There’s a woman in my neighborhood with a couple of dogs. She’s friendly, and we chat about the dogs when we see each other. A few weeks ago, her dogs had a bug and I thought mine was injured, so we stayed clear of each other when we encountered each other. For the last week or two, she seems to have been avoiding me— if the pup and I are outside basking in the sun, she mutters an oath under her breath and does an abrupt about-face.
It occurred to me to be offended, but the truth is that I don’t have the energy for it. If she doesn’t want to exchange mild pleasantries with me anymore, mazel tov. If she does? Even better.
Today, she crossed our path, and then we ran into her and her pup as my boy searched for an appropriate pile of snow on which to defecate. (I don’t know why it’s better to do it in the snow, but he believes fervently that it is. And with the weather at 70, we’re having to look a little further for the good piles of snow.) We talked about her dogs and she observed my dog’s gimpiness. In fairness, he does look like an old, arthritic dog, despite being not quite 13 months old. His forelimbs are deformed and painful, and he’s got the “bad” back leg that is basically the only normally functioning limb beyond his tail, at the moment.
And it’s something that I need not to be too sensitive about. She couldn’t have known that it would hurt me to hear it, even though it’s true. But I was just starting to feel hopeful. We know, now, what we’re up against. We have a plan for treating it. It might not cost me tens of thousands to treat for surgery alone. He’s started the physical therapy process and she gave me things I can do from home. I’m supposed to do them three times daily and I had just done the third set with him since we got the “prescription.” I gave him the recommended fish oil when we got home last night. My neighbor’s exclamation of “My God, he can hardly walk!”—it came at a point at which I needed to feel like the things I am doing have value. Because these things are expensive and sometimes emotionally draining.
It hurts to watch him struggle to stand. It bothers me that he’s taught himself to army crawl because the alternative is sometimes too much for him. Watching him climb or descend the stairs is an emotional thing. He’s nearly 70 pounds, and I lift him into and out of the car just to spare him the pain of jumping down. But the last few days, when I get home, he’s not laying morosely in his crate, he’s standing and waiting for me, or laying in the sunshine by the back door and happy. I’d just spent my lunch hour enjoying the sunshine with him. I got him to play a little, and to walk around a little more than I managed yesterday. He’s mostly content, which is a blessing that I know to count, these days.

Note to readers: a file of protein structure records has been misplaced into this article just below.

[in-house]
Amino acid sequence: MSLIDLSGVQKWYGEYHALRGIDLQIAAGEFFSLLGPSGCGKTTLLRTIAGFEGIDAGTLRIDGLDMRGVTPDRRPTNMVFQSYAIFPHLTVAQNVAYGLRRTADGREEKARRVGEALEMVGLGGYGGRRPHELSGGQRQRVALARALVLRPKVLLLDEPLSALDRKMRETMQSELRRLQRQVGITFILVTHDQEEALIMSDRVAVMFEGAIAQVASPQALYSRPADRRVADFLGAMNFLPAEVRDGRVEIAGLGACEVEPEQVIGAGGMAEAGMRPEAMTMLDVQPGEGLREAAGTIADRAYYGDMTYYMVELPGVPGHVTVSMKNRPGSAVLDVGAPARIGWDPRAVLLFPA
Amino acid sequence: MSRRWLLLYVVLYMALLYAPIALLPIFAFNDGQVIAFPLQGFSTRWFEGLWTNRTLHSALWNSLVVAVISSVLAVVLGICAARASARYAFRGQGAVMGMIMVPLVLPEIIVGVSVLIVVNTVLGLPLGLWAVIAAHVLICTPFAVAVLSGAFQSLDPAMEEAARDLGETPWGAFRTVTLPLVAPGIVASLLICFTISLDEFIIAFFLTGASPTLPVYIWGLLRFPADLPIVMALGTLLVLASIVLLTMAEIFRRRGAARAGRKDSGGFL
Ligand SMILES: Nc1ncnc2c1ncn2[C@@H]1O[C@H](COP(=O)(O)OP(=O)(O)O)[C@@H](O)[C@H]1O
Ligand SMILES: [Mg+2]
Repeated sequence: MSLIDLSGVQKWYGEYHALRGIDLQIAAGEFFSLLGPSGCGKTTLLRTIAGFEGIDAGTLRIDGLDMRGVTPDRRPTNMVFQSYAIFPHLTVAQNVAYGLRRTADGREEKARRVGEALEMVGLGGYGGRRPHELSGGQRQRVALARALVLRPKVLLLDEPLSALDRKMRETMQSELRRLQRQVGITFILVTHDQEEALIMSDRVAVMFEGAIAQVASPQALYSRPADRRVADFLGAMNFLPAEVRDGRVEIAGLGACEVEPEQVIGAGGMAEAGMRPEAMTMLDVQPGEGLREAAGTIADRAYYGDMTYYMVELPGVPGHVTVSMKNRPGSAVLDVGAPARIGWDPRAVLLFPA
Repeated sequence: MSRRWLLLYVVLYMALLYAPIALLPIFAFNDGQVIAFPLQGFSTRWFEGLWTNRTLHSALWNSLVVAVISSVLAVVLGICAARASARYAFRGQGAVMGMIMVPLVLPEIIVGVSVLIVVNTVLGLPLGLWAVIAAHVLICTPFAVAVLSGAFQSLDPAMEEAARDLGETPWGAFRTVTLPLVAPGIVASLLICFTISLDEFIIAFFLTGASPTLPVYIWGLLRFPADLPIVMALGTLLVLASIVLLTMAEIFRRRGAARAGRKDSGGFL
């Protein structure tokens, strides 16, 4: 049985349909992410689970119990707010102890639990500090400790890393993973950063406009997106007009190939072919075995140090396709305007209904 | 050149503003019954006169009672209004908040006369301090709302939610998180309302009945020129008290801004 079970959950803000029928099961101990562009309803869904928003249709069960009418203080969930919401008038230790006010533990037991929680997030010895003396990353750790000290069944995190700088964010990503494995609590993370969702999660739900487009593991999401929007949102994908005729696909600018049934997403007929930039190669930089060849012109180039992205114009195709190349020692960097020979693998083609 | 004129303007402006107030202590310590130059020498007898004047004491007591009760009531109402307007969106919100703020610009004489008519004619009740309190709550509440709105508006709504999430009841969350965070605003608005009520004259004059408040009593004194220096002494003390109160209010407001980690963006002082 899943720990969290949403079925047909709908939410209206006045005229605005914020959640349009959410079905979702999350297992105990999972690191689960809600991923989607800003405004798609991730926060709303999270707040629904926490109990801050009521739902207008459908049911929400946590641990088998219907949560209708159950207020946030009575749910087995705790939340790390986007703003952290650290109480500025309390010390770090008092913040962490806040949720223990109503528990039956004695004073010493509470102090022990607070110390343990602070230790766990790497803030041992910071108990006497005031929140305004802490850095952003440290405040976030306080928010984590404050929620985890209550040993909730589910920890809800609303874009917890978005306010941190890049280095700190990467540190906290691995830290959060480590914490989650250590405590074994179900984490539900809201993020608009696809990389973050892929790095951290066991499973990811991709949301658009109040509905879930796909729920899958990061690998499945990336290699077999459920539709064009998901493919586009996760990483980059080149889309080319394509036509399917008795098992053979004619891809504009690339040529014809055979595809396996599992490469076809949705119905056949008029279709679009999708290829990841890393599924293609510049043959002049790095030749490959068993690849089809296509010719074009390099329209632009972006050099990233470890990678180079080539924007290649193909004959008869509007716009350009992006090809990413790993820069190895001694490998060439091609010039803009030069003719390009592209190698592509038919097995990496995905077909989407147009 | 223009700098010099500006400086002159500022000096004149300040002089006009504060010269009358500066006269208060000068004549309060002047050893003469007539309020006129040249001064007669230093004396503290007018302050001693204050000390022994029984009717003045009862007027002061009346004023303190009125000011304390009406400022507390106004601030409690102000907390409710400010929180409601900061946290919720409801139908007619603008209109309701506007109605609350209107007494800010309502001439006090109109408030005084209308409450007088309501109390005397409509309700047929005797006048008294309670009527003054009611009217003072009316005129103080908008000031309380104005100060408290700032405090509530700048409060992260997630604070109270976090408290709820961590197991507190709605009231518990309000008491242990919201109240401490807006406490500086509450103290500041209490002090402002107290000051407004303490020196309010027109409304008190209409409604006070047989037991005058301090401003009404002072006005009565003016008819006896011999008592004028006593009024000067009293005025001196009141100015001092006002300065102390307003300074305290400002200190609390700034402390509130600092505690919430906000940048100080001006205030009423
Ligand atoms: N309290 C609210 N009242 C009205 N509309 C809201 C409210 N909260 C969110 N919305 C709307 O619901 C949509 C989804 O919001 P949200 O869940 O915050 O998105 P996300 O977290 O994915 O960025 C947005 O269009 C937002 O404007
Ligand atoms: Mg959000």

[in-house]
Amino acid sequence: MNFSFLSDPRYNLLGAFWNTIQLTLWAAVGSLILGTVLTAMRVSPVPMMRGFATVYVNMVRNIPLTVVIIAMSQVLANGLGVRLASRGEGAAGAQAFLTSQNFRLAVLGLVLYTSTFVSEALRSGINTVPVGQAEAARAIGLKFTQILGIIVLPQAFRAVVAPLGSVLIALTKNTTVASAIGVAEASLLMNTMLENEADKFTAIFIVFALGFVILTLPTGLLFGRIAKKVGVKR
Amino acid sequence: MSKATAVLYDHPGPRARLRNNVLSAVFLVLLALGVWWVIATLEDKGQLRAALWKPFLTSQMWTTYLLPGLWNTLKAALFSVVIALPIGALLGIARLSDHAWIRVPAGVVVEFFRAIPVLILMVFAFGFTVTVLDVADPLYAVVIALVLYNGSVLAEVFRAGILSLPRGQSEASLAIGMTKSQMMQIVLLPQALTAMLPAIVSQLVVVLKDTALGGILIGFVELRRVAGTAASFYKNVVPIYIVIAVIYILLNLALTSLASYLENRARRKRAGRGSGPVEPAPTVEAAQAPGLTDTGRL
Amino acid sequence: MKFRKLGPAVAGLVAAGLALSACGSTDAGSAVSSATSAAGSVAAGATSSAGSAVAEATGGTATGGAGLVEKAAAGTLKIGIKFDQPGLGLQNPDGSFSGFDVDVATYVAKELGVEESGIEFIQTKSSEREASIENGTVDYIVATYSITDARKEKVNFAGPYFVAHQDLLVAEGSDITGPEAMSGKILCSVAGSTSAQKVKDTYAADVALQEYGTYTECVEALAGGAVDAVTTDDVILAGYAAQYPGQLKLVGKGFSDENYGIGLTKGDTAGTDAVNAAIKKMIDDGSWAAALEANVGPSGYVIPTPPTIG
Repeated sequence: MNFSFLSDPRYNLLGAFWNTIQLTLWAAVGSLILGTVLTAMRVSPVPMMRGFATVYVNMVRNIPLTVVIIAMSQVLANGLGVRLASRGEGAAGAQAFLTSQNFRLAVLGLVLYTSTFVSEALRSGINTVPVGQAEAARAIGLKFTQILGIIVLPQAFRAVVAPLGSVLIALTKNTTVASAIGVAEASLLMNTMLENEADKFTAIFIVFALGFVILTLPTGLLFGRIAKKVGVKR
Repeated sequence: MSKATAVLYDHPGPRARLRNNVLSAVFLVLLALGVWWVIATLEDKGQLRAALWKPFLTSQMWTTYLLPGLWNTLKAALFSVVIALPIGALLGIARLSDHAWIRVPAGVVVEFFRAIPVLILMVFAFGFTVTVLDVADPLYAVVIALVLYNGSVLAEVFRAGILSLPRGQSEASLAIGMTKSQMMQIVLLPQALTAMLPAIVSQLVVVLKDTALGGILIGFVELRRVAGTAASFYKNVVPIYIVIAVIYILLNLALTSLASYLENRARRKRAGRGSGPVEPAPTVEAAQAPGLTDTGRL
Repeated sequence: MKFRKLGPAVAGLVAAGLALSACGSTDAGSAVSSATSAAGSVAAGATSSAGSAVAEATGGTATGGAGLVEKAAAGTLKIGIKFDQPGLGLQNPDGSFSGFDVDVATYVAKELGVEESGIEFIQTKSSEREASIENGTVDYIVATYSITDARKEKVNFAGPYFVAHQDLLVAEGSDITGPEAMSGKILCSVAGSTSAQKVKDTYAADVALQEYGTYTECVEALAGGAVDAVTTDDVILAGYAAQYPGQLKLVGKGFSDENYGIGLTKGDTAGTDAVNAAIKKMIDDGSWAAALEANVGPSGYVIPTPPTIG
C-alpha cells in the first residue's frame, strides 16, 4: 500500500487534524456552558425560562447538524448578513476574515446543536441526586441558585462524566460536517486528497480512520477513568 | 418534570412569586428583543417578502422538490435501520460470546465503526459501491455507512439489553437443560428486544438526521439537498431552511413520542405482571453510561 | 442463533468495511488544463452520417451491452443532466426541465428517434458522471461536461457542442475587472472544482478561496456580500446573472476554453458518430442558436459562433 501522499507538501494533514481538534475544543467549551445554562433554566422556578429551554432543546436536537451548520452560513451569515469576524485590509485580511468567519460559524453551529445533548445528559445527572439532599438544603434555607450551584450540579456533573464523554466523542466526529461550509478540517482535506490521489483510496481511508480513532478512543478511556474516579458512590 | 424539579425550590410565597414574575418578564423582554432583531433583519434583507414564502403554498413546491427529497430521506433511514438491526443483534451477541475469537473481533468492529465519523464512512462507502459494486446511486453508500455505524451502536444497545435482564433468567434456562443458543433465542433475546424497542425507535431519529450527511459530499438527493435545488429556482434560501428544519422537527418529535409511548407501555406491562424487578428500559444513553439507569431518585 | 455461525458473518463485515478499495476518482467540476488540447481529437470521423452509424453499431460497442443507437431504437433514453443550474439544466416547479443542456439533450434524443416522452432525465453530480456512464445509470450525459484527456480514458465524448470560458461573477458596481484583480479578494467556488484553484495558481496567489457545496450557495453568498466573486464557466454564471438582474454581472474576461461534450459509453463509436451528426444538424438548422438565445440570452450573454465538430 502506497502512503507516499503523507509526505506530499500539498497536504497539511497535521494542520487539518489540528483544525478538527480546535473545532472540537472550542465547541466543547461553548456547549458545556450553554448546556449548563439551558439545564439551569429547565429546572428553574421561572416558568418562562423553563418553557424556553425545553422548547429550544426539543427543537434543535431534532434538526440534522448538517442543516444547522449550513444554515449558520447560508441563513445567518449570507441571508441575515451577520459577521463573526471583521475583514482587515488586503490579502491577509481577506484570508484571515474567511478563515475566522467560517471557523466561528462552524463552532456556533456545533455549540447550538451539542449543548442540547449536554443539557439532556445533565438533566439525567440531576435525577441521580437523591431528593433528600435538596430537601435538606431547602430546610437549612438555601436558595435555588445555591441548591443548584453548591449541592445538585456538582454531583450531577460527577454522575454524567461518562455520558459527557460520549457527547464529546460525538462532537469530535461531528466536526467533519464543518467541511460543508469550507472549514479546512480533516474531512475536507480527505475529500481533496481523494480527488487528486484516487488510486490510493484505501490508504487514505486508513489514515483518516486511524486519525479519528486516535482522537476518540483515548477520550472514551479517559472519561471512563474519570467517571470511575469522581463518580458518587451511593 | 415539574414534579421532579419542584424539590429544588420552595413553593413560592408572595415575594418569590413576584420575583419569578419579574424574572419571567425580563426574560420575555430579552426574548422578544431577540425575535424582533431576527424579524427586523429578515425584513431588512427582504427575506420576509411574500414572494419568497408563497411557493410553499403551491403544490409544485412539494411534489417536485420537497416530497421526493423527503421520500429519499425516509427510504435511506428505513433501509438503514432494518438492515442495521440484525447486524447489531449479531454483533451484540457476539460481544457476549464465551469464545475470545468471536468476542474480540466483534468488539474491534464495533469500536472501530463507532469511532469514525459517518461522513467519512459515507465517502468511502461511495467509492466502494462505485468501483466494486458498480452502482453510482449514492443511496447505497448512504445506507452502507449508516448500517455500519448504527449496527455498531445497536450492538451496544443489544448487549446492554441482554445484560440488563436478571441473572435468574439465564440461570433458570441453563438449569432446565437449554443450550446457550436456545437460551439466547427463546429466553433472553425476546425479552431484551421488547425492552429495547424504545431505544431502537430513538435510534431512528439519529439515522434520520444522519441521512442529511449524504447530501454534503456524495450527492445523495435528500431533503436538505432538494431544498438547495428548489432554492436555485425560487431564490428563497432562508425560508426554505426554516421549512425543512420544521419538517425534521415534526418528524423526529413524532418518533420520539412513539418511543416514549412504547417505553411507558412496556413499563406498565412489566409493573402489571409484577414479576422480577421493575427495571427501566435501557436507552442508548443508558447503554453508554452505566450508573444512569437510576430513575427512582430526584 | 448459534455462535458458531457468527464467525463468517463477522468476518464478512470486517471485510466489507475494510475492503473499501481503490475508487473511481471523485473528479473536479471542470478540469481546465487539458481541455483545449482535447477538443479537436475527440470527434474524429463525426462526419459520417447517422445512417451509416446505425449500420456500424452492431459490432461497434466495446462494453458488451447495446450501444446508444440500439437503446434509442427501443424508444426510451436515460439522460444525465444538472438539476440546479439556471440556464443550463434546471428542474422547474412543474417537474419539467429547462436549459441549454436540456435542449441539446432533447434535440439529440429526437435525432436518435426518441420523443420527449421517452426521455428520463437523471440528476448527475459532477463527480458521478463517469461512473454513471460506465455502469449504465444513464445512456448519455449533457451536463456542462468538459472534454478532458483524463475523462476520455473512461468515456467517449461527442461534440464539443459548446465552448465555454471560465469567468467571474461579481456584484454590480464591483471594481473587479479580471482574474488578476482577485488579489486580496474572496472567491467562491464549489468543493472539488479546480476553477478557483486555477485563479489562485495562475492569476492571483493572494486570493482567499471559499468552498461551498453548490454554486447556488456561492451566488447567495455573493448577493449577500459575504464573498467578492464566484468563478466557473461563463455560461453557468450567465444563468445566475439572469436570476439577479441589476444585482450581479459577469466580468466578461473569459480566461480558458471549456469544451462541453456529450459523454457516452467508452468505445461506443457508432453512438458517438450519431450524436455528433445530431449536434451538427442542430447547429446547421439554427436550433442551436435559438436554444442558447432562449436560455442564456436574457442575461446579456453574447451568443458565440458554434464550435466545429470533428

I was sick with a mystery virus a couple of years ago, and I went through periods of high fevers, then about a week of joint pain, then mysterious swelling. It helped me to understand and have more compassion for people who struggle with their health in a way that I, thankfully, normally do not. Now, I think of the people in my life who struggle with a loved one’s chronic illness. I see how fragile that hope is, when it comes, how exhausting it is to not-know, or to be hedging against worst-case scenarios, and how the objective gaze of even a friendly face can sting.
In a very Catholic way, I’m working on offering up my struggle with this and his, to the extent that I have the right to, for the relief of suffering for others. Whether in prayer, or more practically through sharing our story about this, I need to believe that the painful parts of this, for him and for me, are just parts of the story— not the whole thing or even the most important thing.